Looking back at Sunday's motor-racing action, including NASCAR's Chase for the Cup at Dover and NHRA drag-racing at St. Louis, five things come to mind:
-- Wouldn't it be something if Jeff Gordon won the Chase? Gordon, of course, got into the title playoff only because of executive fiat. NASCAR Chairman Brian France added Gordon to the 12-driver Chase on grounds that race-manipulation shenanigans by other teams prevented the four-time champion from earning a spot. Now, after Gordon finished fourth at Dover (Del.) International Speedway on Sunday, he's tied with Kevin Harvick for fourth in the standings -- 39 points behind leader Matt Kenseth -- with seven races still to go.
-- With all due modesty, we told you so. A week ago we said Kenseth and Kyle Busch, then 1-2 in the Chase, should be looking over their shoulders for a lurking Jimmie Johnson. Sure enough, Johnson won for the eighth time at Dover, a record, and climbed over Busch for second place in the Chase. Johnson, who's Gordon's teammate at Hendrick Motorsports, now is only eight points behind Kenseth as Johnson seeks his sixth championship.
-- The near-term schedule lines up well for Johnson and Gordon. Up next is Kansas Speedway, where Johnson and Gordon each have two wins, although Kenseth won this year's spring race there. Then comes Charlotte, another 1.5-mile oval. Charlotte is dubbed Johnson's "house" because he's tied with Bobby Allison and Darrell Waltrip with a record six victories. Gordon, meanwhile, has put his No. 24 Chevrolet in Charlotte's Victory Lane five times.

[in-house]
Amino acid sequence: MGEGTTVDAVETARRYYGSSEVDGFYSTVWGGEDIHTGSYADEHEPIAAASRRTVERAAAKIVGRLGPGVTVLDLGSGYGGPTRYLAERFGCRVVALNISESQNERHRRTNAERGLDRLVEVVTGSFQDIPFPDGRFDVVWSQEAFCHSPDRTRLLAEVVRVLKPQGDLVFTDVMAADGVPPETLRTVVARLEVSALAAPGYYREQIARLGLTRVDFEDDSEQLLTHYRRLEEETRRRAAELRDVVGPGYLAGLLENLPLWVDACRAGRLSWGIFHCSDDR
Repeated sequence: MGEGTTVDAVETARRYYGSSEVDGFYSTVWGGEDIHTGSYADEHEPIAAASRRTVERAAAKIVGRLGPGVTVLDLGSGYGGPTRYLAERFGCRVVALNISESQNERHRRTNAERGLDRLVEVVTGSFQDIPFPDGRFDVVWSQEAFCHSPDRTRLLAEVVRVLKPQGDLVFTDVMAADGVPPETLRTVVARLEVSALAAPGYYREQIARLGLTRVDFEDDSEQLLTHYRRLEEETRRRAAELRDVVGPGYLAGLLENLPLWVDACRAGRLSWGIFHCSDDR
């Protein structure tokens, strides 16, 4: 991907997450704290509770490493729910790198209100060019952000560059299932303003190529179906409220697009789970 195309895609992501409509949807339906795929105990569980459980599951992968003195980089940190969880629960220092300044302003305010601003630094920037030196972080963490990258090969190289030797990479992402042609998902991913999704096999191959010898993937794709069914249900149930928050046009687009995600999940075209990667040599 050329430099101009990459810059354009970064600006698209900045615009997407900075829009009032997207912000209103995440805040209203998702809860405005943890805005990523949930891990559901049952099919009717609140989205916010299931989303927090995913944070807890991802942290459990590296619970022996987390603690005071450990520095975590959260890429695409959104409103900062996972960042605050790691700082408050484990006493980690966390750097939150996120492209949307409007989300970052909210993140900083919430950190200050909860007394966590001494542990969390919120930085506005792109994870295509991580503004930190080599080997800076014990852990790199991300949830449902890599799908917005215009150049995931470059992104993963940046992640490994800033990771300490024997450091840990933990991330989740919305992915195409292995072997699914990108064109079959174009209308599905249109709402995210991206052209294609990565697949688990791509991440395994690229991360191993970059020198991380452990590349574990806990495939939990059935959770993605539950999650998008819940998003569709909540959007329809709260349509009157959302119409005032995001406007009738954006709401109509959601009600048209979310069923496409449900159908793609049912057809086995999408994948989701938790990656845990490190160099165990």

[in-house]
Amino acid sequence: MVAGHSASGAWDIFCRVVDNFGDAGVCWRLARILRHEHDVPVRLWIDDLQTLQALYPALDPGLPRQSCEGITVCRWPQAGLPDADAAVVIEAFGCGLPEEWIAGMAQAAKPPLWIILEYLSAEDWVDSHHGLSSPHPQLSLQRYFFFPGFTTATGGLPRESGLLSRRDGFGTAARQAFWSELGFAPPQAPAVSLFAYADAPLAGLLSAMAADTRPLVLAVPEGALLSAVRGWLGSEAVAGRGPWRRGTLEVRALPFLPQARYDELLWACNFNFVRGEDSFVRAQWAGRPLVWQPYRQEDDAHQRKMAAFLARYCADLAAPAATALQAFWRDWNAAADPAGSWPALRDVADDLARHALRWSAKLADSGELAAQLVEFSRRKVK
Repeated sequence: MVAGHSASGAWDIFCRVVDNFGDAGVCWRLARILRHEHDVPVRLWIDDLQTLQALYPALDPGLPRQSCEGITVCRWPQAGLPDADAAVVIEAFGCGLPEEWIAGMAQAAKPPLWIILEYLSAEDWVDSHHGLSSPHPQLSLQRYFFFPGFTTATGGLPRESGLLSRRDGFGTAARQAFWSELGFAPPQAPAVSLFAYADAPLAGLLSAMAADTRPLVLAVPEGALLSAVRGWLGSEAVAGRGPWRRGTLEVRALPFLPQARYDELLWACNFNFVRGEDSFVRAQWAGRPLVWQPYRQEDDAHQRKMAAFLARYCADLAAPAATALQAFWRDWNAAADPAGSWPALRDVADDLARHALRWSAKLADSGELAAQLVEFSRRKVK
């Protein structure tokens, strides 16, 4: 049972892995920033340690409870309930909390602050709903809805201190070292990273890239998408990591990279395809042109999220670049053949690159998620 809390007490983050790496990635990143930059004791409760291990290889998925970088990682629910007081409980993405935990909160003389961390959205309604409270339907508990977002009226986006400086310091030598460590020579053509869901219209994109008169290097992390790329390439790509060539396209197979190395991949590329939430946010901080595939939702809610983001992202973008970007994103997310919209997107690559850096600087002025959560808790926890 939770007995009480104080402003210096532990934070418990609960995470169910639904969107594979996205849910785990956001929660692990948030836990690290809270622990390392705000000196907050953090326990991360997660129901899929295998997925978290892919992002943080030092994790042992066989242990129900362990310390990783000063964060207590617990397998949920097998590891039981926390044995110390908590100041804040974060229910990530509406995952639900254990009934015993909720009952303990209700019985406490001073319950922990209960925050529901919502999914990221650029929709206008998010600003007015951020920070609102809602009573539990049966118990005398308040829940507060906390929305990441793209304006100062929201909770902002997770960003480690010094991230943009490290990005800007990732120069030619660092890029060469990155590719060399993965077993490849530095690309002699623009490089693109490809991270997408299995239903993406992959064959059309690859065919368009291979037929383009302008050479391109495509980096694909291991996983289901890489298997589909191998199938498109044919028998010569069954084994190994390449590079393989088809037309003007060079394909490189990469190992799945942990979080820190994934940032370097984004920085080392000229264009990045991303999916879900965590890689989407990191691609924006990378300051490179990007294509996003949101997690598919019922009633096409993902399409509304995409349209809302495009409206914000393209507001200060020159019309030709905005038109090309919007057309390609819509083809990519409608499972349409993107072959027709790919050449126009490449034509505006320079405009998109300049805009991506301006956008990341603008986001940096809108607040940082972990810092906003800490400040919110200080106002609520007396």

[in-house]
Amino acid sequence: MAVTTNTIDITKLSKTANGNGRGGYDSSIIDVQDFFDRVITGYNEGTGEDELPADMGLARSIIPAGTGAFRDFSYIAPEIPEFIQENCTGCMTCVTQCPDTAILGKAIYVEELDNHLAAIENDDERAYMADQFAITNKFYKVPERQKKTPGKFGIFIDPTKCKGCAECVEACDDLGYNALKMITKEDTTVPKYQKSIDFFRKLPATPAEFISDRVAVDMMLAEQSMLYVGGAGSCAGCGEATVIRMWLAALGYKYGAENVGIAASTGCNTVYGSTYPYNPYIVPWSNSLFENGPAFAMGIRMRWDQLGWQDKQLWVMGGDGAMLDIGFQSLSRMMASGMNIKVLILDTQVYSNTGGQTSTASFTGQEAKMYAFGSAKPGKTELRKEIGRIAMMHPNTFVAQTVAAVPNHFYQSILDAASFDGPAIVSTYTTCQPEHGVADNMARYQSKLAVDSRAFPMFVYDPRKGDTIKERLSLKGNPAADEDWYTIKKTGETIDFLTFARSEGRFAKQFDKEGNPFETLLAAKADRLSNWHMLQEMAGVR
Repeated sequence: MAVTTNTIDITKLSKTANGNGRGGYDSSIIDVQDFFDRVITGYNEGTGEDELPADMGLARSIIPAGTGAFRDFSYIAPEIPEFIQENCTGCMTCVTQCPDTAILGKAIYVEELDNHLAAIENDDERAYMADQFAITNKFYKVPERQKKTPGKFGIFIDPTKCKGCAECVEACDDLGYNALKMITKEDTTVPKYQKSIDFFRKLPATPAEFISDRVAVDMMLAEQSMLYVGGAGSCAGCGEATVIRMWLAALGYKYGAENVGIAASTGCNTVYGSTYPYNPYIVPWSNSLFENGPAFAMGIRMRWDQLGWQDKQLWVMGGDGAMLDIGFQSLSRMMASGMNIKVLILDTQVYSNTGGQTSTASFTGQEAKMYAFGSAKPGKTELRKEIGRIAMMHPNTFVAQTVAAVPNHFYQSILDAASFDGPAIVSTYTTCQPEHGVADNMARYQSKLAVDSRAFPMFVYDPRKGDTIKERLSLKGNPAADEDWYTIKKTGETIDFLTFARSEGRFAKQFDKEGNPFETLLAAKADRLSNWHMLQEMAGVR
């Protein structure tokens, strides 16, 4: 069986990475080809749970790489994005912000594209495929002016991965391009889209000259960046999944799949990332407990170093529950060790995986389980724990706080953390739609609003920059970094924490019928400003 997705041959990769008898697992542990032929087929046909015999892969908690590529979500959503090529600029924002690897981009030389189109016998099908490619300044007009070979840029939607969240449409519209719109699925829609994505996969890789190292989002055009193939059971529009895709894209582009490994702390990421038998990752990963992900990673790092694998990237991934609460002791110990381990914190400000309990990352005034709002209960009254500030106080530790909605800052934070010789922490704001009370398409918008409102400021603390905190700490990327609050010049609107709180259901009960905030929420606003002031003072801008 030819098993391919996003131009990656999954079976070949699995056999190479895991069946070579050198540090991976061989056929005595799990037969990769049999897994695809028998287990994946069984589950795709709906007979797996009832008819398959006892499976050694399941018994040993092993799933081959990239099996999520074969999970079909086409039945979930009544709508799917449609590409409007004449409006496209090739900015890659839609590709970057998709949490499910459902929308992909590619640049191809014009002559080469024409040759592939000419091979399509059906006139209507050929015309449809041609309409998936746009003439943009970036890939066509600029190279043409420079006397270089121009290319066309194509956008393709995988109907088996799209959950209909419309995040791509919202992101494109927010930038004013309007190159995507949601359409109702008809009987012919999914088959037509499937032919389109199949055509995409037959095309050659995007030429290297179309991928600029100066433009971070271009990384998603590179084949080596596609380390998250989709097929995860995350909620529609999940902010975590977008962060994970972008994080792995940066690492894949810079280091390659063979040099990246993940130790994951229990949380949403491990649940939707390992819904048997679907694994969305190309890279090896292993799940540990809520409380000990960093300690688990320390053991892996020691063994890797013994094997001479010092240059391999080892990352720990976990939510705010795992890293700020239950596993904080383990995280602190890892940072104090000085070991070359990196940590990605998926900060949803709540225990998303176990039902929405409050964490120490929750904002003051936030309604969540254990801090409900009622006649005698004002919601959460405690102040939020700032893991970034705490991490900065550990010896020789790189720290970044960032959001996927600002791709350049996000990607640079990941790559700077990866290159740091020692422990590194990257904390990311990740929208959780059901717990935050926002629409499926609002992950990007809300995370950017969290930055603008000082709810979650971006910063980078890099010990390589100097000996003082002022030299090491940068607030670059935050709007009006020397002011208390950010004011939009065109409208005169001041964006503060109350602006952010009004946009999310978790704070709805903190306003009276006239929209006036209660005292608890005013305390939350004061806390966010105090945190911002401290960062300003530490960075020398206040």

-- Attendance at Dover was embarrassing. Small wonder NASCAR stopped providing estimated attendance figures for Cup races this year. Dover International Speedway has a grandstand seating capacity of 113,000, but there were vast patches of empty seats at Sunday's race that particularly stood out on television. This was one of the 10 races in the Chase playoff, mind you, at a track sandwiched between Philadelphia, Baltimore and Washington. Pick your reason -- the economy, ticket prices, the quality of the racing, it's a long list -- but Sunday's crowd at "The Monster Mile" should give NASCAR considerable pause.
-- There is no discounting the remarkable John Force. It's one thing that the funny car legend is still even racing 300-mph dragsters at 64. It's quite another that he's still winning and in hot pursuit of an amazing 16th championship. With his win at the Midwest Nationals at Gateway Motorsports Park near St. Louis -- the 136th victory of his storied career -- Force is only six points behind Matt Hagan in the funny car standings with three events left in the season. And Force is doing so despite the distraction of having to find replacements for two big sponsors who are leaving after next year.
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